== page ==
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A Brief History of Time

"THE STORY OF clocks is the story of time," says Camel Halim, founder of the

Halim Time & Glass Museum in Evanston, IlI. "And time has an enormous history. All of our modern life is based on knowing the time, and our modern industry is based on the horology industry. This is what fascinates me." Halim's fascination began when he was a child in Egypt and took apart the family's alarm clock to see how it worked,

but the seed of the collecting passion was planted shortly after he and his wife, Hoda, emigrated to the U.S., when she picked up a classic American schoolhouse clock for $40. At the time, amassing an unparalleled cache of clocks wasn't at the top of the Halims' agenda; they were more focused on building a real estate business in the Chicago area. But before long, they had acquired a musical grandfather

clock and then an English japanned clock. "Collectors don't intend to be collectors,

says Halim. "It just happens over time. You buy one clock and then you buy another.

It's like designing a puzzle and then filling it in."

Link: Read the full article here Art & Antiques Magazine.

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Clock and stained glass museum opens in Evanston

The Halim Time & Glass Museum opens in Evanston today as what its founder believes is the world's first museum dedicated solely to clocks and stained glass. It's been an 11-year labor of love for hobbyist Cameel Halim, along with his wife, Hoda, and three daughters. 

"We believe that when items get to this level, you don't own it—you just keep it for a while," says Halim. "Most of our clocks are 300 years old; they're made in the 1700s. They're such important items. They're not meant to look at yourself, you're meant to share it with the public."

The museum features 1,100 clocks from around the globe and 80 stained glass pieces—some as tall as 25 feet—in a five-story building at 1560 Oak Street in Evanston.

Link: Read the full article at


OPENING: Stained glass and timepieces an unlikely pairing in new Chicago-area museum

Just outside Chicago, a brand-new museum opening today will showcase early-20th-century American stained-glass alongside a collection of international timepieces. The Halim Time & Glass Museum in Evanston, Illinois, the newest museum to spring up in the state, brings together stained glass by Tiffany and others with grandfather clocks, wrist-watches, and other time-keeping devices collected from around the world. The museum brings together twin passions of real-estate investor and Egyptian immigrant Cameel Halim, who began building his collection of stained glass pieces over the last 20 years.

Link: Read the full article at


Time and Glass Museum opens today

The Halim Time and Glass Museum opens its doors to the public this morning in Evanston after an 11-year development process.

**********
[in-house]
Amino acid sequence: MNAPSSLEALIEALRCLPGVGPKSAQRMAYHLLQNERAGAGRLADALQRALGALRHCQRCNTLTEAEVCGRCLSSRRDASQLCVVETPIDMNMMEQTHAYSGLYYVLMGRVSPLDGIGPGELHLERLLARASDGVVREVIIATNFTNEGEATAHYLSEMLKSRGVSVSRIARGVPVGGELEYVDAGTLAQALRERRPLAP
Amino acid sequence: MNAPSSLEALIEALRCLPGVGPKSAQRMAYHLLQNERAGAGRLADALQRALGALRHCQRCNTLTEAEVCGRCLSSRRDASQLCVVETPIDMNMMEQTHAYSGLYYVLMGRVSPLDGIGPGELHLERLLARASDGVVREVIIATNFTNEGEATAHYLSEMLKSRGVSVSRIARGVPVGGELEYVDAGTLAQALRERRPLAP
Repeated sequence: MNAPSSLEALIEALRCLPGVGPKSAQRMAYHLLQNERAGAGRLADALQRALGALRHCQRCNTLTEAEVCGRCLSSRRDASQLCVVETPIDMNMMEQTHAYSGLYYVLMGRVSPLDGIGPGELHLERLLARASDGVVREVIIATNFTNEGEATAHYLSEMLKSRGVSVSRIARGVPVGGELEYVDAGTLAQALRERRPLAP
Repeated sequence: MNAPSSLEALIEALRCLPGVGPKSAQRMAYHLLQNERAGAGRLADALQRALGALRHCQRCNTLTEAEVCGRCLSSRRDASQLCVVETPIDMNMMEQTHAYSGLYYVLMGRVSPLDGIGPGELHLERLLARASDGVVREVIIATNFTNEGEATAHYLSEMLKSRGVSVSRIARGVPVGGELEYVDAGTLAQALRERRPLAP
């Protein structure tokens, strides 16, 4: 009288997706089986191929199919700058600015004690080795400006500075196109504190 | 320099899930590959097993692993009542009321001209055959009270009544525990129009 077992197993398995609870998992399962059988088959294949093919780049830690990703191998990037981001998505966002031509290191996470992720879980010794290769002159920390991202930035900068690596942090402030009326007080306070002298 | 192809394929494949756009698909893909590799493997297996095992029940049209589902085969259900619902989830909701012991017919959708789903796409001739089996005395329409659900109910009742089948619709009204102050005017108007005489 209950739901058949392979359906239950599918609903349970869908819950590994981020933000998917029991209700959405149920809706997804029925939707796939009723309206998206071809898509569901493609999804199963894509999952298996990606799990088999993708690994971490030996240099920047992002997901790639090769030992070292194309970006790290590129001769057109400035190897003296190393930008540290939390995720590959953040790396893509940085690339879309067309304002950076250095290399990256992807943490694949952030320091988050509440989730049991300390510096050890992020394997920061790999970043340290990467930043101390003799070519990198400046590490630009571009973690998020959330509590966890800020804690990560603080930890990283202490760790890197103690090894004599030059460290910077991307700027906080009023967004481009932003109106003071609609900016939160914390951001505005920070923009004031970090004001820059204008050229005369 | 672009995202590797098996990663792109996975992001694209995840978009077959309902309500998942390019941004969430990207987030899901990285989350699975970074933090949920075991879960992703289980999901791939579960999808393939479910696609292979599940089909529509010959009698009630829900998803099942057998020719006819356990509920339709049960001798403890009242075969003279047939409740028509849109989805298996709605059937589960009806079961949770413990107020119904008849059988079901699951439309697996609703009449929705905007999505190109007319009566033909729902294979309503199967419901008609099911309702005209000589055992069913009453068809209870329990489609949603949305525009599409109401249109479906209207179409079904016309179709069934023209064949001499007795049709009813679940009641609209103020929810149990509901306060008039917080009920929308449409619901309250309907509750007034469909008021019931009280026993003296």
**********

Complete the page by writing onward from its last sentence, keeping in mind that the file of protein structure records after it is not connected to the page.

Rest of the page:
Founder Cameel Halim and his wife Hoda started collecting the objects now on display in the museum three decades ago, after emigrating to the U.S. from Egypt.

Link: Read the full article at


Evanston museum showcases stained glass and time pieces

EVANSTON, Ill. (WLS) -- 

Tucked away on a quiet Evanston street, the Halim Time & Glass Museum surrounds visitors with beauty.

Inside, dozens of stained glass panes glow. Close enough to touch, these windows from the turn of the 20th Century evoke spirituality and peace.

With work from artists like La Farge and Tiffany, museum guides quickly point out the craftsmanship: textured designs with Tiffany's mottled glass, copper foil to reflect a landscape's fluidity, and La Farge's confetti glass too.

In an exhibit devoted to time-keeping, that's the easiest thing to lose track of with more than a 1,000 examples of artistic expression and innovation to explore.



Link: Read the full article at


Collector Opens Clock And Stained Glass Museum In Evanston

CHICAGO (CBS) — A new museum has opened in Evanston, showcasing hundreds of antique clocks and dozens of 19th century stained glass windows. 

The Halim Time and Glass Museum is the culmination of 30 years of collecting by real estate developer Cameel Halim and his wife. 

Halim said he and his wife began collecting clocks and other kinds of timepieces 30 years ago. Their five-story museum features 1,100 timepieces from around the world, some dating back to the 1600s.

Link: Read the full article at


A Collector’s Dream: Creating Your Own Museum as a Legacy

Paintings, sculptures, gems, cars, items made perfectly by a single craftsman — if you have the collector’s gene, these are the kinds of things you must own. Add wealth to fuel that desire, and your collection is likely to grow. But then what do you do with it?